At the same time, Takahata in an interview and Hawaiian Airlines executives during the conference call expressed optimism when asked about other factors worrying travel industry analysts.
Flood Gates From Japan Will ‘Open Up Full Force’
For example, Michael Linenberg, a managing director and airline analyst for Deutsche Bank, noted that Japanese travelers tend to plan trips six to nine months in advance and work with travel agents. Given this dynamic, he asked if Hawaiian and Hawaii in general could expect a quick “snap back” in travelers from Japan when the arrivals cap lifts.
Takahata said tour operators are already at work selling Hawaii, and he predicts little delay after Japan lifts its restrictions.
“When the cap is lifted, you can bet the flood gates are going to open up full force from Japan,” he said.
Meanwhile, Conor Cunningham, an executive director and senior travel analyst with MKM Partners, asked whether a weakened Japanese yen could hurt Hawaii by reducing the buying power of Japanese visitors.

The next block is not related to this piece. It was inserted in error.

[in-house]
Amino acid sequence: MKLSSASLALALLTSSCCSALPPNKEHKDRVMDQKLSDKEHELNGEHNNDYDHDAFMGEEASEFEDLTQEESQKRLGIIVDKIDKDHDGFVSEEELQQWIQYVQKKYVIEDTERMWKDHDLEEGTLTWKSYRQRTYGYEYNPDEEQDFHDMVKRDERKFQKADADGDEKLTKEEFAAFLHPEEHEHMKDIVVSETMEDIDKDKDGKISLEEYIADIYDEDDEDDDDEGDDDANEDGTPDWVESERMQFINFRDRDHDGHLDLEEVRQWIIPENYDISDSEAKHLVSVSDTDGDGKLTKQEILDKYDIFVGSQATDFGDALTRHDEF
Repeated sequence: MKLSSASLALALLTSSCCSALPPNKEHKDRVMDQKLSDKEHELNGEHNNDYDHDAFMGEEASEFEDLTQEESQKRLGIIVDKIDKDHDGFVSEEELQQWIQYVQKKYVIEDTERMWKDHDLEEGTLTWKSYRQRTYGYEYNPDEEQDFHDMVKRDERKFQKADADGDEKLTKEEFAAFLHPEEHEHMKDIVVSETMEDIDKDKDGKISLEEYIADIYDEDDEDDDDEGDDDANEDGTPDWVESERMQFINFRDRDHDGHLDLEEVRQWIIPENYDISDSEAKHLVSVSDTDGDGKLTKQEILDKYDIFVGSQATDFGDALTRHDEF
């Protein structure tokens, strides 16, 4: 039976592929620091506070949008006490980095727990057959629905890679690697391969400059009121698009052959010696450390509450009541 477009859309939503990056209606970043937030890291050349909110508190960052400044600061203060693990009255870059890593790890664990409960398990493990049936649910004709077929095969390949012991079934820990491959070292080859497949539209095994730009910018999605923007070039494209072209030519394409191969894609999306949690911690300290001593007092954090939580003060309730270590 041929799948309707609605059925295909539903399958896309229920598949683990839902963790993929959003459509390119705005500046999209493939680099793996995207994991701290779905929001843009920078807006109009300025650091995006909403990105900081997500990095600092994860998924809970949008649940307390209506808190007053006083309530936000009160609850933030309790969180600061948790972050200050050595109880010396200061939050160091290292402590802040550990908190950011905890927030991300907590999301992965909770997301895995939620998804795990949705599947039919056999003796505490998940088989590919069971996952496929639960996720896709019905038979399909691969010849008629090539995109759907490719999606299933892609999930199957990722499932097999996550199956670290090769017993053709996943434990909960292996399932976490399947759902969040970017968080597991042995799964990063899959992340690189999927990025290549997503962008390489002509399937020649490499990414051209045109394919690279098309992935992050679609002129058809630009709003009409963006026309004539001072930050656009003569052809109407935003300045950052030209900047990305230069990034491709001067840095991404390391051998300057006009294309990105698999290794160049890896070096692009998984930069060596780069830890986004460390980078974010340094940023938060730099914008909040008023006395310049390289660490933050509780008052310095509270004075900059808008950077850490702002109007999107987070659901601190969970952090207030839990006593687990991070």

Takahata said the Japanese public is so eager for travel that the weak yen shouldn’t be a problem.
“The industry is telling us that currently the pent up demand is so pent up that that 20% decline in the currency is not that much of a concern,” he said.
Hawaiian executives echoed that view. Brent Overbeek, Hawaiian’s senior vice president and chief revenue officer, said Hawaiian is confident Japanese visitors will be back.
“We know we’re going to be really attractive to Japan when it opens up,” Overbeek said.
The question is when that will be.
“We’ve been hesitant to try to speculate on that,” Ingram said. But he added, “We’re confident that it will come back.”